This process is superior in every regard to the pyro-metallurgical process. It recovers >90% of the constituent elements before the process begins, keeps dangerous chemicals out of the environment and has a considerably smaller CO2 footprint than mining the minerals from scratch. Neometals has answered the question as to how to recycle batteries more efficiently and, most importantly, economically. Their eco-system of experts and strategic partners have also put into place the supply (feedstock) and demand (selling back in gigafactories) side of things, resulting in an exciting upside potential for investors.

The Competition

While most (if not all) investors will be impressed by Neometals’ highly-effective procedures, there will always remain a cynical, scrutinous few, who will likely ask a perfectly reasonable question before getting involved: Neometals’ process may well be superior to pyro-metallurgy, but what about rival hydro-metallurgical companies? What does the competition look like?

There are alternative companies out there with similar technologies. One such company is Canada-based private battery recycling play, Li-Cycle. However, once you’ve compared the processes side by side, Neometals’ idiosyncrasy becomes even more pronounced. There are three key differences:

  1. Product: Neometals’ patent-pending process recovers high-purity, complete chemicals, which can be place immediately back into the battery supply chain. Li-Cycle produces mixed metal intermediates as their product that must be sold to a refiner, rather than to the market, with a smaller margin.
  2. Process: Neometals’ processing flowsheet will have subtle differences that impact efficiency of process and economics (CAPEX and OPEX). The flowsheet is a genuinely closed loop, with no environmentally related contradictions of the EV macro story. Furthermore, the process accepts a broad range of battery chemistries and has a flexible modular approach that allows for differentiation of shredding and refining locations. Lastly, the flowsheet ensures Neometals by-passes most transport complications related to the movement of hazardous substances.
  3. Business Model: Neometals has a unique partnership with a global metallurgical plant manufacturer, €5Bn SGS Group, that I will be writing an investigative article about in the near future. Their partner manufacturer is comfortably able to operate and maintain sites and has the brand to remove possible barriers with large original equipment manufacturers (OEMs). Interestingly, the company does not factor revenues from feed collection into their overall numbers; there is an assumption that Neometals will need to pay for feed or, alternatively, share the project economics with a sizeable OEM in exchange for free feed.
A screenshot of a table comparing battery recycling technologies against Neometals.

The Market

A screenshot of Neometals' share price performance for the year.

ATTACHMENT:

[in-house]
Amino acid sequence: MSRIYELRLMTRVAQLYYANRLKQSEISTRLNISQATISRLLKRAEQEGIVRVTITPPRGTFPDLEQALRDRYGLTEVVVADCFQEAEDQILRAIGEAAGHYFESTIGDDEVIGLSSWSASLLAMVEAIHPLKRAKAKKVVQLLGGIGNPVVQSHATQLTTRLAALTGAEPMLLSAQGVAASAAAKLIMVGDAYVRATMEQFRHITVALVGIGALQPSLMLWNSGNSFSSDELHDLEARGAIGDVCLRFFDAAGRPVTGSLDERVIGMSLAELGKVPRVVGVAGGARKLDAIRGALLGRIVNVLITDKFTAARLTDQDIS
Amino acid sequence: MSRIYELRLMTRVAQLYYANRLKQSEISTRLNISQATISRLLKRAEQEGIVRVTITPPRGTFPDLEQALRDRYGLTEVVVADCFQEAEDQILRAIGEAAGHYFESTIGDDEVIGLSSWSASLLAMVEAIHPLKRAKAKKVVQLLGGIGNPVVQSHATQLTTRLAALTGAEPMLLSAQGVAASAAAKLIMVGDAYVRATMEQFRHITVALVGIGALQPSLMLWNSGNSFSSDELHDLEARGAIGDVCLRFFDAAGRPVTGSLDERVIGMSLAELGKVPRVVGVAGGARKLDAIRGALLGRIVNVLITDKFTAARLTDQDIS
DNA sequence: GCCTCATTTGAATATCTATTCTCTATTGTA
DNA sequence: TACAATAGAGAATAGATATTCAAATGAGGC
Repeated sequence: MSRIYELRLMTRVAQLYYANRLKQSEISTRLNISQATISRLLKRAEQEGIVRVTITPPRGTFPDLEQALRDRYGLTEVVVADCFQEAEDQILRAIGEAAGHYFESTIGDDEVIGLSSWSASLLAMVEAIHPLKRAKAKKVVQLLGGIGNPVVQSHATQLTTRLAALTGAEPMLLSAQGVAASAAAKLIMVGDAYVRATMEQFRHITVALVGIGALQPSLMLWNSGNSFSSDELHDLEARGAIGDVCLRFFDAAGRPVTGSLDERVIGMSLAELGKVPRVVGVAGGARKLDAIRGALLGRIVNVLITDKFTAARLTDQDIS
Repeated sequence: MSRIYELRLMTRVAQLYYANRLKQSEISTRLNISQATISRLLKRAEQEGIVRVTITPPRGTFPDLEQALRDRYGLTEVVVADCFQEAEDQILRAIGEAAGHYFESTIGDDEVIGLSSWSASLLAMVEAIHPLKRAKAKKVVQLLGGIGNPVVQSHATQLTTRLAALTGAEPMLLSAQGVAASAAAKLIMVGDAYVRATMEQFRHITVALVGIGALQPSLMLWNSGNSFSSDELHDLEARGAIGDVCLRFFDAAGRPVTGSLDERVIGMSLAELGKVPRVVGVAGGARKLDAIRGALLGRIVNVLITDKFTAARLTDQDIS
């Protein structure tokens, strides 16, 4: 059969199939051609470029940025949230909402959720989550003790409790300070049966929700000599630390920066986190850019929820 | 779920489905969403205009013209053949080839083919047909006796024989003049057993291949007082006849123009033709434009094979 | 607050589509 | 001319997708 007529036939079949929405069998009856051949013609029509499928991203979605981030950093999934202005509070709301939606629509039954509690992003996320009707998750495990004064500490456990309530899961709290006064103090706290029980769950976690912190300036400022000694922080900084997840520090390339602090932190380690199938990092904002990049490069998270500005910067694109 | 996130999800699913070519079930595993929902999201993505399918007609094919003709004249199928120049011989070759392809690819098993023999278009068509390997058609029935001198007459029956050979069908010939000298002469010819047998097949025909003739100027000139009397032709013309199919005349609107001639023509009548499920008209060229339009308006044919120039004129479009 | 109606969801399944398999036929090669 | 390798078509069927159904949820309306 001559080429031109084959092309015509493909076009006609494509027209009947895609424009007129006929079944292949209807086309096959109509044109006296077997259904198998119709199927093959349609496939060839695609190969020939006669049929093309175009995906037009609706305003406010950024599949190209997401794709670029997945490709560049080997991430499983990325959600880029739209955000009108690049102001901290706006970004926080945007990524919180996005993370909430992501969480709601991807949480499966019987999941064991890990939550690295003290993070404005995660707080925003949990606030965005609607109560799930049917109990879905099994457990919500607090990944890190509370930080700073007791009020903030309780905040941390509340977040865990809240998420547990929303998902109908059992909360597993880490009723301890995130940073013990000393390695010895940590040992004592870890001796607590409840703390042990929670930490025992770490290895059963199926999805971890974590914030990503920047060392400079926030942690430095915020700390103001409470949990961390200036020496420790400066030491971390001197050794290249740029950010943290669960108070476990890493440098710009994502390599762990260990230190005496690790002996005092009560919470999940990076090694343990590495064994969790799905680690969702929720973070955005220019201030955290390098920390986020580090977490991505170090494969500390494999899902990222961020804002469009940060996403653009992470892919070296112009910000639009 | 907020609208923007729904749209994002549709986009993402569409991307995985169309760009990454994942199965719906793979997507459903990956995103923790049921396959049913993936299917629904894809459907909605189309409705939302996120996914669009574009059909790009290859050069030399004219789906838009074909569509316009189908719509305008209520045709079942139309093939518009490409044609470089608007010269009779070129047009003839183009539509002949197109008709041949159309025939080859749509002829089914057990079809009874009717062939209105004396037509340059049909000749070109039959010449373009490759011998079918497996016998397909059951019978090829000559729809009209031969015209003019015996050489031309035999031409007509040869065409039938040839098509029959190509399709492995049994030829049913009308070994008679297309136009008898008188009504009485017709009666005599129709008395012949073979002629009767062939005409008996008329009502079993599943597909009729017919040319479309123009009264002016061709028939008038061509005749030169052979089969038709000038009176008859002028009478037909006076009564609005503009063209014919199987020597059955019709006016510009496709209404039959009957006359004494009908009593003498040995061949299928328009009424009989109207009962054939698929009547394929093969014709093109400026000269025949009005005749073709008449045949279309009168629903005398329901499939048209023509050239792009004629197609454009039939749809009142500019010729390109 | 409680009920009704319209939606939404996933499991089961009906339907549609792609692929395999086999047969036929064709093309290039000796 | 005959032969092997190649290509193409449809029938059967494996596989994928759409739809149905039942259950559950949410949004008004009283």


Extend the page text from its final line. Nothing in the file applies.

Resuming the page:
I already know what all my readers are going to say in response to this statement, but I’ll make it regardless, because it is entirely, incontrovertibly true: the market hasn’t clocked the true value of Neometals… yet. I know you hear this about every company on the face of the planet. You hear it in the quixotic conference ramblings of overpaid and underperforming CEOs, and you hear it from people like me. It’s an awful lot of rhetoric, but on this occasion, it’s well justified.

Neometals has a market capitalisation equivalent to the cash in their bank. That tells me three things:

  1. Investors are not looking at them.
  2. Those who are looking do not yet understand the potential of this one project (Neometals has 5 projects)
  3. Neometals needs to start telling this story.

I like their business model and the team. I like that they are fully funded to develop all their existing projects and more. I like the strength of their strategic partners. And above all I like the scale of the opportunity that they have built within the EV investment thematic. It feels like a market of one: a very nice place to be.

Neometals provides the unique benefit of having the reward profile of a junior, with the risk profile of an established producer. The company also mitigates risk in a way that would be impossible for mining: they are sourcing their supply materials from above ground and the quantities are pre-existent and guaranteed; they are not drilling into the unknown. Mining derivatives is an investment category that provides a truly unique situation, similar to the treatment of tailings, where investors can enjoy all of the upside with much less of the down. Look out for an article in the near future on just why this is so significant for making you more money.

To conclude, Neometals can cement its status as the frontrunning candidate for EV battery macro completion. It will be interesting to delve into specific details regarding management and the numbers in the near future, but for now, I need a stern cup of coffee and some light-hearted, terrible daytime TV.

(1) https://csm.umicore.com/en/recycling/battery-recycling/our-recycling-process
(2) https://www.ft.com/content/c489382e-6b06-11e7-bfeb-33fe0c5b7eaa

If you see something in this article that you agree with, or even disagree with, please let us know in the comments below.